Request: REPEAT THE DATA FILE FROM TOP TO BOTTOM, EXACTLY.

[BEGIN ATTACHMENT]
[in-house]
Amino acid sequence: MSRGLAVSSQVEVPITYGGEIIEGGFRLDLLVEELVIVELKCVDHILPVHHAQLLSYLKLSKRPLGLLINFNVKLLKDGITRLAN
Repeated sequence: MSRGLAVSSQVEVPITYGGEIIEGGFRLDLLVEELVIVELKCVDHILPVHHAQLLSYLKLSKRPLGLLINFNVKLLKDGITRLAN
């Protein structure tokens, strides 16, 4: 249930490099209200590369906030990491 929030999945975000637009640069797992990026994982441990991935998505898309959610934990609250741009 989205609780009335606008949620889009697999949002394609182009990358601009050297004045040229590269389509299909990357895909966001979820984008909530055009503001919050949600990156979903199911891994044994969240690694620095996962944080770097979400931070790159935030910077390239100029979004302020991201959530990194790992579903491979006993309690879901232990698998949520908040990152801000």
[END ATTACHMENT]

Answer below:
[in-house]
Amino acid sequence: MSRGLAVSSQVEVPITYGGEIIEGGFRLDLLVEELVIVELKCVDHILPVHHAQLLSYLKLSKRPLGLLINFNVKLLKDGITRLAN
Repeated sequence: MSRGLAVSSQVEVPITYGGEIIEGGFRLDLLVEELVIVELKCVDHILPVHHAQLLSYLKLSKRPLGLLINFNVKLLKDGITRLAN
């Protein structure tokens, strides 16, 4: 249930490099209200590369906030990491 929030999945975000637009640069797992990026994982441990991935998505898309959610934990609250741009 989205609780009335606008949620889009697999949002394609182009990358601009050297004045040229590269389509299909990357895909966001979820984008909530055009503001919050949600990156979903199911891994044994969240690694620095996962944080770097979400931070790159935030910077390239100029979004302020991201959530990194790992579903491979006993309690879901232990698998949520908040990152801000």